Quadrant Chart template
Excel template for perceptual map, importance-performance analysis, and other quadrant charts
What is a Quadrant Chart?
Also known as a multi dimensional chart, or a two-dimensional chart
The many types of quadrant charts are all designed to help you
visually understand relationships
between two factors affecting an issue
Bookmark = variations
Types of Quadrant Charts
One of the most versatile tools in your toolkit — there are many variations of the two-dimensional chart.
Here are a few of the more popular ones — and once you get the idea,
you will undoubtedly create a few unique variations of your own!
Vertical Y Axis = Effectiveness of each Alternative
Horizontal X Axis = Achievable
Every Alternative is somewhat effective and achievable, or it wouldn't be on your list.
Ratings should compare the relative merits of each Alternative.
When to use
- To choose from a list of alternatives —
such as projects to undertake, countermeasures to implement, methods to deploy...
- To do the comparison quickly
- To communicate and justify a decision to other stakeholders
Sample Quadrant Chart Example
Your Decision PICK Impact-Effort Matrix (DecisionPICK.xlsx)
has even more robust features and specific training for Effective-Achievable analysis, and allows you to easily click a button to switch between:
- Impact-Effort PICK Matrix
the target "best choice" quadrant is the upper left
- Effective-Achievable Matrix
the target "best choice" quadrant is the upper right
Not the root cause?
Opportunities to extend your success learning lessons to other projects?
Wrong root cause?
You Got Lucky
Analyze measures of process (not just end results), to understand how you got lucky.
|Results not reached||Results reached|
Vertical Y Axis = Plan
Did we implement our assignments as planned?
Horizontal X Axis = Results
Did we reach the milestones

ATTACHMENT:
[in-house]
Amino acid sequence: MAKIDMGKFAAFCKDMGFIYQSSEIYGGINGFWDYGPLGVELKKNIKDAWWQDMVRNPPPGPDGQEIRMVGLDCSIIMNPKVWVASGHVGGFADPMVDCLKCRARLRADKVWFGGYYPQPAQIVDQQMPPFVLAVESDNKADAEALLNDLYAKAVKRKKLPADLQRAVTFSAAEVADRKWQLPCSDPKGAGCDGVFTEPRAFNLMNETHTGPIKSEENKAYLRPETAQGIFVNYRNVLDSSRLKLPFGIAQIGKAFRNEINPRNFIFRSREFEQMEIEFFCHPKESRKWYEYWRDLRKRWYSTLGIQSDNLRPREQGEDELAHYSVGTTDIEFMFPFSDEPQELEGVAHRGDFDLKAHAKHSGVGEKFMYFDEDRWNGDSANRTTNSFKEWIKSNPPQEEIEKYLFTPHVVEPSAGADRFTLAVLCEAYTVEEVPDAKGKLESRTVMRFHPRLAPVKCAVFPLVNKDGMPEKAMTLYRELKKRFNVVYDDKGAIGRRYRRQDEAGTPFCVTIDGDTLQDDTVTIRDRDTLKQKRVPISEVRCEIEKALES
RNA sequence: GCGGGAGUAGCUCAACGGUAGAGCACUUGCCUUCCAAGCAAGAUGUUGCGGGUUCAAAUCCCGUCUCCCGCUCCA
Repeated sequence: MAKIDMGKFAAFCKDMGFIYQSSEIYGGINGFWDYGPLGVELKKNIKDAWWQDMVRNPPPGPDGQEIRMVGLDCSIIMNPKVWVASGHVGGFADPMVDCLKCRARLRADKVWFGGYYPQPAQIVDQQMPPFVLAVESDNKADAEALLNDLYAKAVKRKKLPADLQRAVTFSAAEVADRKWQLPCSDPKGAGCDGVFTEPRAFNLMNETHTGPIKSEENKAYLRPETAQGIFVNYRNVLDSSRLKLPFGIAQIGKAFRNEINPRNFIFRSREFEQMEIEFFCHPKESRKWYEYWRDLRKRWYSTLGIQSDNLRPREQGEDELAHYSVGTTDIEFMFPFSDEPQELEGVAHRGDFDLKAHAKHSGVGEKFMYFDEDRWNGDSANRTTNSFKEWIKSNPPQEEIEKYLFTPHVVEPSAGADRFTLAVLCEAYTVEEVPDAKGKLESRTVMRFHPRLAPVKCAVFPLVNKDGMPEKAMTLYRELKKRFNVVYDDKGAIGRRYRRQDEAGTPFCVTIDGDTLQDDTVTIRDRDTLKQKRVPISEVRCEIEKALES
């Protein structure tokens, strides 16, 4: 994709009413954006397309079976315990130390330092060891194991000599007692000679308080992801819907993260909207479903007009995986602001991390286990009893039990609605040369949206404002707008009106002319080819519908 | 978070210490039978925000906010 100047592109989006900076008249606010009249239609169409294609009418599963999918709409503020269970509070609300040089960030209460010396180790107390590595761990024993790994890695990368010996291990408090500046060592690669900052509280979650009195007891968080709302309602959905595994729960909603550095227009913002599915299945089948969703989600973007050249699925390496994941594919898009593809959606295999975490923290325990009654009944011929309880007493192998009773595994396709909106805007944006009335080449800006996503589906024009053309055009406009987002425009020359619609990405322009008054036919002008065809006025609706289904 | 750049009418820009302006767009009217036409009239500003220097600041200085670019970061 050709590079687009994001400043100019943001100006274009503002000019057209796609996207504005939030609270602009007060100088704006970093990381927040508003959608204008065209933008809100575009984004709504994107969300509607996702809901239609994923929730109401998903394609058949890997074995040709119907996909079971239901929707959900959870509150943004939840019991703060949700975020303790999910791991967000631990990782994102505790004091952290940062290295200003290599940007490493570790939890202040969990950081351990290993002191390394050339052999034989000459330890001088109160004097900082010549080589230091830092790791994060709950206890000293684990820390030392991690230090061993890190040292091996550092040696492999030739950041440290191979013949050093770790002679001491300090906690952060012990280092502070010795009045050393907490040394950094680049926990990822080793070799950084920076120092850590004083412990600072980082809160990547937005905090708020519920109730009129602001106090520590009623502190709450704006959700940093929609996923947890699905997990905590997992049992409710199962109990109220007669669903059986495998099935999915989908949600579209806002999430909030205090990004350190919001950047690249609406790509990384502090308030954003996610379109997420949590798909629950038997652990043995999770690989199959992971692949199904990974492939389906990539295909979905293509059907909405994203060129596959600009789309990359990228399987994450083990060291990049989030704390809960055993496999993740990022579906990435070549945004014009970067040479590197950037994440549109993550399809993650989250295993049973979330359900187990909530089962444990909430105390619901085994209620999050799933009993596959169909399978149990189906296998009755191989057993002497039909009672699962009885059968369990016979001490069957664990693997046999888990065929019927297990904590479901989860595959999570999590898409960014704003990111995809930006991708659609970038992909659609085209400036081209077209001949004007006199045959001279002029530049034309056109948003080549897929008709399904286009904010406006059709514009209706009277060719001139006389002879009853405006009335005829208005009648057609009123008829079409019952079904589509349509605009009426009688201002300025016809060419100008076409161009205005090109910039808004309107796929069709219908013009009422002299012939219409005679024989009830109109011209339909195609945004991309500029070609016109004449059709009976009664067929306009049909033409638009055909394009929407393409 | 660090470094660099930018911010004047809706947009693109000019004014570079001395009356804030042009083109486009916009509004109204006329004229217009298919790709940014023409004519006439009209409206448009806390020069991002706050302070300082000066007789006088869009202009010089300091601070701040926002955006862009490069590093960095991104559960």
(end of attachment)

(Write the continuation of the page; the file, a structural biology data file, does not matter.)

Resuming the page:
and harvest the results we expected?
The scale for Plan might range from
"accomplished nothing" to
"completed everything perfectly as planned"
and for Results might range from
"actually hurt our cause"
When to use
- After a countermeasure has been implemented and tested
- After a project has been completed
- When a project is floundering (or dead)
Vertical Y Axis = Importance of each Alternative
Horizontal X Axis = Performance
The Importance-Performance Matrix analyzes customers' perceptions
about the importance and performance of deliverable products or services.
The scale for Importance might range from "not important" to "critical",
and the scale for Performance might range from "consistently unacceptable" to "greatly exceeds expectations"
When to use
- When surveying customer perceptions
- To better understand how to delight customers
- To compare the perceptions of different types of customers
- To compare perceptions of internal staff vs. perceptions of external customers
- To listen to the voice of the customer
(to understand them; not argue with them)
Perceptual Map Quadrant Chart
The Y Axis, X Axis, and Rating Scale can be just about anything that your customers care about
Any axis scale might measure increments from Boring to Fashionable, Conservative to Sporty, Affordable to Distinctive...
ANY scale of ANY perceptions that your customers might have about your offerings.
Tip: With such diverse & unusual scales, it is especially important to edit the text boxes to your chart
so that each end of each axis has its own label.
For example, rather than a single scale of "Social Interactiveness",
you might want one end of the scale to be "Social Appeal" and the other end of the scale to be "Individuality",
thereby further clarifying a nuanced scale that appeals to different types of customers at both ends of the scale.
When to use a marketing perceptual map
- Pretty much the same as when you would use an Importance-Performance Matrix.
A marketing perceptual map simply opens much wider possibilities for measuring unique customer perceptions.
What's in it for them?
Block for person carrying the ball, and get out of their way.
Find someone else
What does this person need to succeed?
Y Axis = Competence
Does this employee have
the knowledge and skills to do this job?
X Axis = Motivation
Is this person motivated
to perform these responsibilities?
When to use
- To decide how to manage
different types of people
Other Quadrant Chart Variations
How much control does your team have over the success of each alternative?
There are dozens or hundreds of different types of two-dimensional charts.
Get creative, and make your own —
to visually communicate the relationship between ANY two factors affecting any decision.
Bookmark = how
How to use your
Quadrant Chart Excel template
Find and open your template
Find and open your
Quadrant Chart template
in the same way that you find and open
your other 150+ Systems2win templates.
Save your working document
following the usual document storage and naming conventions established by your leaders
Open a Blank Sheet